A national report, collated by 40 organisations, with 70 experts, told us last week that Northern Tasmania was one of the unhealthiest populations in Australia.
These expert researchers told us every single local government area in our region had higher rates of obesity than the national average. Higher smoking rates. Higher rates of physical inactivity. Worse cholesterol measurements. Higher blood pressure.
They also told us socio-economic disadvantage was closely linked to these poor health outcomes.
This is not groundbreaking information. We’ve known for a long time that health in our region is worse than the national average. Before people start talking about fat shaming and letting people live their lives as they please, it’s important to remember that it actually is a matter of life and death.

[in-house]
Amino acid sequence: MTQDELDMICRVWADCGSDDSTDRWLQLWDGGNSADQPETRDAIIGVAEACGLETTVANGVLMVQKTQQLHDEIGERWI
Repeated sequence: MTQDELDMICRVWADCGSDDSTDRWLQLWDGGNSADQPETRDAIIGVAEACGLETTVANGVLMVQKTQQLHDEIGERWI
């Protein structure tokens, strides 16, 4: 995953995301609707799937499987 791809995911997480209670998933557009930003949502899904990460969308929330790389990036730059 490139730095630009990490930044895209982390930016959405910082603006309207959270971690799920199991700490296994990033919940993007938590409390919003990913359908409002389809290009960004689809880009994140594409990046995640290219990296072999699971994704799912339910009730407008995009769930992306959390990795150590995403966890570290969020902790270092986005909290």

Not to mention, a massive burden on our already overstretched hospital system.
As I’ve written before, the strain of preventative chronic illness on our health services cannot be fixed by individuals, without help from their communities.
The clear links between socio-economic disadvantage and poor health show us that improving the economy would, in itself, make a big difference.
But, beyond that, we can start by creating an environment where being healthy is easy.
Things like making fresh, healthy food affordable and accessible for people living in remote areas or on tight budgets, and making unhealthy food less accessible and affordable. Improving public transport and infrastructure, so that people can walk and cycle safely.
Preventative health needs to be a key priority for all parties in the lead-up to the state election. If it’s not, whoever wins government will have to continue managing a health system in crisis, which will only become worse. And that’s never good for a governing party’s politics.